Jubail & Yanbu Review 2015

Hyflux ... winning contracts in Saudi Arabia

Hyflux ... winning contracts in Saudi Arabia

Hyflux makes mark in Saudi market

The company will build 10 modular units, which will incorporate its Kristal ultrafiltration membrane technology for seawater reverse osmosis desalination

Singapore-based Hyflux Group, one of the world’s leading technology-driven environmental companies focusing on water and power solutions, has secured a contract from the state-owned Saline Water Conversion Corporation (SWCC) of Saudi Arabia to design, build and supply a containerised desalination system with a total designed capacity of 30,000 cubic metres per day (cu m d). The contract is worth approximately $48 million and was awarded to its wholly-owned subsidiary Hydrochem Saudi Limited.

The system will be located on the site of the existing Yanbu Desalination Plant on the Red Sea coast, 350 km north of Jeddah. The project is expected to be completed in approximately eight months. It will be one of the largest of its kind and augment the desalination plant’s capacity to ensure a continuous and reliable water supply to the industrial city of Yanbu and the nearby Medina region.

Under the contract, Hyflux will build 10 modular containerised units, which will incorporate its proprietary Kristal ultrafiltration membrane technology for the pretreatment phase of the seawater reverse osmosis desalination process. Each unit will have the capacity to desalinate 3,000 cu m d. Hyflux’s Kristal polymeric hollow fibre ultrafiltration membranes are state-of-the-art in reverse osmosis and has been employed in over 1,300 installations worldwide in more than 400 locations in Asia, Europe, the Middle East, Africa and America.

Hyflux’s modular containerised desalination solution provides high quality water while minimising the impact on the environment. The system is compact and flexible, which makes it easy to deploy, install and commission.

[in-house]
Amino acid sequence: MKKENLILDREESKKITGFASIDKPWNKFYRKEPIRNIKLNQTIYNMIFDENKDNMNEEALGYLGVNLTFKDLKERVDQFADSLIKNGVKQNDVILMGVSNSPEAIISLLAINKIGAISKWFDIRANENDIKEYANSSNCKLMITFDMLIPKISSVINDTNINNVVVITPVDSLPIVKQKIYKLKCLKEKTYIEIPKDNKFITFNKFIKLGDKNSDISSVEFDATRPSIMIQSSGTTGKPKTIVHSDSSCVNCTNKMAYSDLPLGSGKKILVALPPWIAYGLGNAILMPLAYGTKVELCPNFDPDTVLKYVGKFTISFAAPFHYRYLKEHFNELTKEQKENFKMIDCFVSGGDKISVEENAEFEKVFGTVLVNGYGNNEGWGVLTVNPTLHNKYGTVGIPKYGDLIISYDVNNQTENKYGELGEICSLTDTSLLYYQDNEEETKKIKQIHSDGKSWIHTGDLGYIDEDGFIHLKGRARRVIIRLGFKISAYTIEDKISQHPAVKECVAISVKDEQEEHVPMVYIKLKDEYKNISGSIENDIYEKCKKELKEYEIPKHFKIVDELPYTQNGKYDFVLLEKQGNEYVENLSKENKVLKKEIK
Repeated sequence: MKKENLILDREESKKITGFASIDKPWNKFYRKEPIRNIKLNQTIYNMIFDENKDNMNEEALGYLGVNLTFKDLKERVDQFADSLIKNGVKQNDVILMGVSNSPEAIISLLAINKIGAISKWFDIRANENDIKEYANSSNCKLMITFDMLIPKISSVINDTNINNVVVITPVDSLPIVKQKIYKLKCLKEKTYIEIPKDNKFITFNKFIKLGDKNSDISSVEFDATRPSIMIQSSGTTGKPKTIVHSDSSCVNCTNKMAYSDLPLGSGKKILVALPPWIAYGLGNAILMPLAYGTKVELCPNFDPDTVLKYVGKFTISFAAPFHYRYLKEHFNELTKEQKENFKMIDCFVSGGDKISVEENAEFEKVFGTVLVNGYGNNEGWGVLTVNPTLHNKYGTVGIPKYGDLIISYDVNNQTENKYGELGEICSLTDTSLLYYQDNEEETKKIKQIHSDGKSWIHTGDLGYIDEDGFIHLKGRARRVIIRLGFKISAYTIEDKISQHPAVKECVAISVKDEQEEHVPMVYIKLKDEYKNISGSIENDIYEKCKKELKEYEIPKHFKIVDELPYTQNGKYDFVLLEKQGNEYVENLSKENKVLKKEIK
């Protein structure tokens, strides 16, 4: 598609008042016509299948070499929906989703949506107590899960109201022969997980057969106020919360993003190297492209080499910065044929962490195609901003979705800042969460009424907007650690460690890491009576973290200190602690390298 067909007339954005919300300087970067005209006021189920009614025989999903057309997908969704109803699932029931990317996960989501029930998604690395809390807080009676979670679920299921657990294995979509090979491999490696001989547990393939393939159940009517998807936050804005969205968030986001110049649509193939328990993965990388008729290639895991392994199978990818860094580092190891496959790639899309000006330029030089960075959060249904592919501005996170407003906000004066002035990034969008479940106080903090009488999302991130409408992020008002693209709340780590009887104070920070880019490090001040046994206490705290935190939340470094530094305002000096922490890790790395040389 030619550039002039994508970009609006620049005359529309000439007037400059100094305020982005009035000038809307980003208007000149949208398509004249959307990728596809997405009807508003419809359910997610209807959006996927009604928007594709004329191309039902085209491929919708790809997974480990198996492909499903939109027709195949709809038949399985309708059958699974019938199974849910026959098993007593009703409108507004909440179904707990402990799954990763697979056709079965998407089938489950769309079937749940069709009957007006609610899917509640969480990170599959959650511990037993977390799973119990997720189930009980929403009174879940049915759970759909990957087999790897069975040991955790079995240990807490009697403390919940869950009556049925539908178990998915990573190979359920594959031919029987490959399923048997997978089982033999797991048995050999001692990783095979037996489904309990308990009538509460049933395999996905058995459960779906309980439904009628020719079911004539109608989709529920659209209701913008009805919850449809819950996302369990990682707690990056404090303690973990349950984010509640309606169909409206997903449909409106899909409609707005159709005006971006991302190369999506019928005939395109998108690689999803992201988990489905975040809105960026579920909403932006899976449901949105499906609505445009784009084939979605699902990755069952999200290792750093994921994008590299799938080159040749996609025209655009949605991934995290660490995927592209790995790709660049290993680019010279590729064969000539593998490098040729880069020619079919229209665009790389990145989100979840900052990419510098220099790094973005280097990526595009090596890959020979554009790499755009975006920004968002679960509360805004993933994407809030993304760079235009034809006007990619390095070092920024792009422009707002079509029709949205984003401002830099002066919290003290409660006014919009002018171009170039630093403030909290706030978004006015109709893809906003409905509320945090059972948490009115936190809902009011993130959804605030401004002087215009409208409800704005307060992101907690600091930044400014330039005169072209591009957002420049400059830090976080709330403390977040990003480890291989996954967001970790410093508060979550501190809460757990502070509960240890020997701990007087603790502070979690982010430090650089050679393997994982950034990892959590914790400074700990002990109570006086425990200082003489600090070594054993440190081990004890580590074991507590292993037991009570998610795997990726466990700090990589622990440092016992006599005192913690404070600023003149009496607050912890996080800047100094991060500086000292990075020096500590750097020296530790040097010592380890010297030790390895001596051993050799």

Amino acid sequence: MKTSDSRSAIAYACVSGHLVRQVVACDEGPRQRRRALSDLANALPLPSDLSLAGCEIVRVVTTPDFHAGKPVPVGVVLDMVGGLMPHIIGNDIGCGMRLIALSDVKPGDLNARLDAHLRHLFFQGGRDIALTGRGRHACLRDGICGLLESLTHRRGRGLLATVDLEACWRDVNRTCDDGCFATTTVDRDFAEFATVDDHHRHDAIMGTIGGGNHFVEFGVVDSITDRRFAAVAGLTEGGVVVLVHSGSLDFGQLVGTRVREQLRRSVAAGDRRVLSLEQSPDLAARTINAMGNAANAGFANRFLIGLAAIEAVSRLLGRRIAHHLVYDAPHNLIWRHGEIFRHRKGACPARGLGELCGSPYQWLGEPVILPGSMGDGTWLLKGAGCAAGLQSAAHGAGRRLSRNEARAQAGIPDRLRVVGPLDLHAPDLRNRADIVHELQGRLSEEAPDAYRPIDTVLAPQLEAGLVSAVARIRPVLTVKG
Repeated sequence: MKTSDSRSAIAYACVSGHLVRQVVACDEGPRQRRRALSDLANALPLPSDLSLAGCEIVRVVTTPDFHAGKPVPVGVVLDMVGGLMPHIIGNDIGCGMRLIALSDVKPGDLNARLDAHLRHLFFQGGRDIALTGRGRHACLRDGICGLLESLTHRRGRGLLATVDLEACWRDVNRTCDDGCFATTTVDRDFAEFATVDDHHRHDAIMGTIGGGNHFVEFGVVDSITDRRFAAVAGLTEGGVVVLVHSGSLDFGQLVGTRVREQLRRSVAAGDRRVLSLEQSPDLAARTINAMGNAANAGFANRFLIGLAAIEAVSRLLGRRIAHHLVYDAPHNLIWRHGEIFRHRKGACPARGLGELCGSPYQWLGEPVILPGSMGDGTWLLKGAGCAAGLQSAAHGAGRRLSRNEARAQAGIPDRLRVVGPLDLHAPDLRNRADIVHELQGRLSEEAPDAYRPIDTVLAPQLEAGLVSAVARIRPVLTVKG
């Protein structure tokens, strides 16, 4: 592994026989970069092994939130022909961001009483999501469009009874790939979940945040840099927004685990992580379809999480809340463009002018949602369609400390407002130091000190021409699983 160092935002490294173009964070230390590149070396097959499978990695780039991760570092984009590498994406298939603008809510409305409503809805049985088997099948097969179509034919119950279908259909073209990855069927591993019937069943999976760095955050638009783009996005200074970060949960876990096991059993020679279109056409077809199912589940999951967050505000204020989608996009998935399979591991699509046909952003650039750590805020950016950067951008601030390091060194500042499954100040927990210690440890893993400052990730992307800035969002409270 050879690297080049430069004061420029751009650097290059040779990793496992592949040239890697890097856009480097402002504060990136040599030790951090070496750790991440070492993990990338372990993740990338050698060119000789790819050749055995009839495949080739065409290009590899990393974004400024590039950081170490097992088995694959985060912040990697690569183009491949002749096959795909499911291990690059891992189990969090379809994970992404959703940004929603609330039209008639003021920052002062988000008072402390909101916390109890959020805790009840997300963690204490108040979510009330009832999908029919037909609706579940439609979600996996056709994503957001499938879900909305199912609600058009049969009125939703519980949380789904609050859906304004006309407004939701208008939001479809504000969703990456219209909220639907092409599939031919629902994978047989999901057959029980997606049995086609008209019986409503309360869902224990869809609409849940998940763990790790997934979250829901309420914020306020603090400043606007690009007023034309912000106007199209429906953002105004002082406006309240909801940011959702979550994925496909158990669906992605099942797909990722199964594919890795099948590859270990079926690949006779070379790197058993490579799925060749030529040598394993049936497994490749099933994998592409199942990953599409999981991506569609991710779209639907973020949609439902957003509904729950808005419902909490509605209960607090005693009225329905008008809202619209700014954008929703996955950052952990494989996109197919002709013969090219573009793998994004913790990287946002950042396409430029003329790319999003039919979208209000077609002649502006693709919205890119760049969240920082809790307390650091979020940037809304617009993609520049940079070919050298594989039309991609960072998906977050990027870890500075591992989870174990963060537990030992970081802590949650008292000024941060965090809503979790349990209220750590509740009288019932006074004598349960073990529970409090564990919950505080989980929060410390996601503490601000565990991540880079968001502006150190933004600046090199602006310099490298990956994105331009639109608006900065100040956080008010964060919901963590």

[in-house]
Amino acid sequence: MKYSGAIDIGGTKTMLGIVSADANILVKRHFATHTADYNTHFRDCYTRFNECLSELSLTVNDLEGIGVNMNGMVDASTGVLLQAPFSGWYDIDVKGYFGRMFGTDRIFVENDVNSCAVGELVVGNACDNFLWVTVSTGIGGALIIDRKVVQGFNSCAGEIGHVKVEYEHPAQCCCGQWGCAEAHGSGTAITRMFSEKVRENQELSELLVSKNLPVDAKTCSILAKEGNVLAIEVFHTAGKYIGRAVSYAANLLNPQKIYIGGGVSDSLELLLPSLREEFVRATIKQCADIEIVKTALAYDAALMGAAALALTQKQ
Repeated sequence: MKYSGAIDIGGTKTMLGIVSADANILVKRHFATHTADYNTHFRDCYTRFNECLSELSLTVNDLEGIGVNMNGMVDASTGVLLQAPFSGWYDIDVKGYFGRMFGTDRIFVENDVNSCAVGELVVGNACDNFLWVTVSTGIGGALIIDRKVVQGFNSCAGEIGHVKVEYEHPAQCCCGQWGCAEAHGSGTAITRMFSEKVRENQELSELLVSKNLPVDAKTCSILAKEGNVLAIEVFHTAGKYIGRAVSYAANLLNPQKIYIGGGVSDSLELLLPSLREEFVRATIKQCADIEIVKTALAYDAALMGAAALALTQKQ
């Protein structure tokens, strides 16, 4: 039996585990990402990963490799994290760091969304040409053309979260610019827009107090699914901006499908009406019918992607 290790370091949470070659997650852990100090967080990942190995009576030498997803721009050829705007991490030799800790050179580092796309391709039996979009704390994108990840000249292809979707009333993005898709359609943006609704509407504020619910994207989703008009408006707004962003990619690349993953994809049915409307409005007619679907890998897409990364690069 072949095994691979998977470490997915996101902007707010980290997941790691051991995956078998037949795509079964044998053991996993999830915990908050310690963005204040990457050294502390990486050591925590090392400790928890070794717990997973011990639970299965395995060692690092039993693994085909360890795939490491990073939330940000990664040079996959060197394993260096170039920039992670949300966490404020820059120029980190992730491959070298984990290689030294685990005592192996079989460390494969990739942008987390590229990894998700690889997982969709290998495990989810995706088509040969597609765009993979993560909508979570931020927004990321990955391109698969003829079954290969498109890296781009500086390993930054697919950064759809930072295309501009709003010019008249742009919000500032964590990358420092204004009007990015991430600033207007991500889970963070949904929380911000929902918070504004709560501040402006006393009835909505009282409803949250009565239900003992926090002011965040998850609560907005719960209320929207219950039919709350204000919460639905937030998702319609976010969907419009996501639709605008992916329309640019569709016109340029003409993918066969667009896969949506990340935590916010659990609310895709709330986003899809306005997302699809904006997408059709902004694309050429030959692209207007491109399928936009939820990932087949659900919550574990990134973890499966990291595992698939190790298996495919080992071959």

"We are honoured to be given this opportunity to work with SWCC. This project is a great example of Hyflux’s ability to provide quick, cost-effective solutions for our customers," says a company spokesperson.

SWCC, which owns more than 30 desal plants in Saudi Arabia, has plans to build at least 20 more desal plants by 2030. The increasing commercial viability of desal will help both Saudi Arabia and Singapore, as they increase the proportion of their potable and industrial-use water derived from that process. Thanks to scientific advances such as membrane technology, it costs about half as much to produce fresh water through desal as it did 15 years ago, when it cost $5 per cubic metre to produce.

"Today you can probably get in the range of $1-$2 (per cu m) depending on the oil price," she says.

"Increasing water scarcity is spreading the use of large-scale desal to new markets", she says. "Hyflux is in a strong position to provide clean, affordable and sustainable water solutions to meet worldwide demand."

Meanwhile, construction work on the $250-million independent water project in Qurayat, Oman will start shortly and the project, which will add 200,000 cu m of desalinated water to Oman’s drinking water supply, is expected to be completed by May 2017, according to the company’s annual report. Hyflux’s subsidiary will be the EPC contractor for the project.

Hyflux, a fully-integrated water and power solutions company, signed the water purchase agreement in March 2015. The project will deliver water to Oman Power and Water Procurement Company SAOC (OPWP) for a period of 20 years, she says.

Meeting the water needs of the Middle East

Hyflux has been active in the Middle East since 2004. Its first project in Oman was a contract it won in 2009 for a 68,000 cu m per day seawater reverse osmosis desal facility for the Salalah Independent Water and Power Project.

There is a huge demand for water in the Middle East. With population growth, urbanisation and industrialisation, the quality and quantity of the groundwater resources are being strained.

Many countries in the region also face water stress with less than 1,000 cu m per year of renewable water resources per capita. There is an urgent need for further investment in water infrastructure such as desal and water reuse so that reliable and sustainable supplies of water can be secured for the future.

"With Hyflux’s technical expertise and ability to deliver cost effective projects globally, we can deliver desal and water reuse solutions to these countries," she says.